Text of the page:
Federal Supreme Court
The Brazilian Federal Supreme Court, highest judicial body in Brazil, with seat in Brasília, is composed by eleven Justices, chosen among native Brazilian citizens, who are more than thirty-five and less than sixty-five years old and have renowned legal knowledge and impeccable reputation (article 12, § 3, IV, and article 101, both from the Federal Constitution). The Court has two chambers and the plenary as the bodies responsible for collegiate decisions. Besides live sessions, broadcasted live on TV, radio and internet, the collegiate bodies also deliberate online, through a system known as virtual plenary, in place since 2007 and since then an important and successful technological tool aimed at reducing the backlog of cases.
The Judicial Branch is also composed by the following bodies: National Council of Justice; Superior Court of Justice; Federal Regional Courts and Federal Judges; Superior Labor Court; Regional Labor Courts and Judges; Superior Electoral Court; Regional Electoral Courts and Judges; Superior Military Court; Military Courts and Judges; Courts and Judges of the States and Federal District.
The Federal Supreme Court and the Superior Courts have jurisdiction over the entire Brazilian territory. The Constitution of 1988, article 102, states that the competence of the Supreme Federal Court is primarily to safeguard the Constitution. Among matters of its jurisdiction the Court rules on direct actions of unconstitutionality, declaratory actions of constitutionality and allegations of disobedience of fundamental precept from the Constitution itself. The Supreme Federal Court also decides on appeals in last instance and extradition requests by a foreign State.
It is also incumbent on the Supreme Federal Court to preside over and try common criminal offenses against the President of the Republic, the Vice-President, the members of the National Congress, its own Justices and the Federal Attorney General. Ministers of State, commanders of the Armed Forces, members of the Superior Courts and Accounting Court and heads of permanent diplomatic missions also face trials at the Federal Supreme Court on common criminal offenses and crimes of responsibility. The Chief Justice also presides the legal impeachment proceedings by the Senate on crimes of responsibility against the President and Vice-President, Ministers of State, Justices of the Federal Supreme Court, members of the National Council of Justice, National Council of Public Prosecution, the Federal Attorney General and the General Counsel to the Federal Government.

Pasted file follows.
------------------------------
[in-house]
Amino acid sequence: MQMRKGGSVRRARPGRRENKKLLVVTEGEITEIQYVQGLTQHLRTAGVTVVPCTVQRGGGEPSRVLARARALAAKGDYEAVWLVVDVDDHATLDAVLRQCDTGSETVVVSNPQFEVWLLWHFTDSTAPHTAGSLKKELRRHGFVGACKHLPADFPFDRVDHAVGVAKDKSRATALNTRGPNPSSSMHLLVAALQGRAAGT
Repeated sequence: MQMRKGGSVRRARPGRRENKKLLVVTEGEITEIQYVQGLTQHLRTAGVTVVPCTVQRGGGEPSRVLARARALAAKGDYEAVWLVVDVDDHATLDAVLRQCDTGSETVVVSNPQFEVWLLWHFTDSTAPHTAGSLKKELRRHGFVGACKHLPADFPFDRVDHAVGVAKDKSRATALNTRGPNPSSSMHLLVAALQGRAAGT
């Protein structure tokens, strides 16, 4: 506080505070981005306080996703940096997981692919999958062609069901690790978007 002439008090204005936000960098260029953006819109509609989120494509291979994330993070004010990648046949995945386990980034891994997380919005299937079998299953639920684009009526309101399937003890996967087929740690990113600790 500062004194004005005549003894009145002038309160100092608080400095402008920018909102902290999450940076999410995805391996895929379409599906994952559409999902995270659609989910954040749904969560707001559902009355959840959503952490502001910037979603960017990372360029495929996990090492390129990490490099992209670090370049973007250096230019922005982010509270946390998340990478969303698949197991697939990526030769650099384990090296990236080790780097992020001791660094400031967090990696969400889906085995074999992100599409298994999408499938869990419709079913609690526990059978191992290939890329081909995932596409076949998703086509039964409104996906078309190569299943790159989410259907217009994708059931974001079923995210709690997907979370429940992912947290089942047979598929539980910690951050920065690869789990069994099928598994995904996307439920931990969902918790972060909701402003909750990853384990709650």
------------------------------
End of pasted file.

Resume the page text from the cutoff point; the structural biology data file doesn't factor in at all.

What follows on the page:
Article 102, I, “f”, of the Constitution, also grants the Federal Supreme Court the competence to judge “the disputes and conflicts between the Union and the States, the Union and the Federal District, or between one another, including their respective associate administration bodies”, when those litigations capable of risking the harmony that must prevail among the entities of the Federation.
The Federal Supreme Court has ruled on 115.603 cases in 2019, among which 17.695 cases were ruled by the plenary and the two chambers, a figure 21,74% higher than the previous year. The virtual plenary has dealt with 14.471 of those collegiate rulings (82% of them) and has been instrumental in tackling the backlog, reduced by 19,12% in 2019, to 31.279 cases, the lowest figure in 20 years.
The process of nomination for the life-tenured office of Justice of the Supreme Federal Court is started by the President submitting a name to the Senate, responsible for the approval. Once in office, the Justice will only relinquish the position by resignation, compulsory retirement (at seventy-five years old) or impeachment. The Chief Justice serves a two year-term, on a rotational basis which involves all Justices.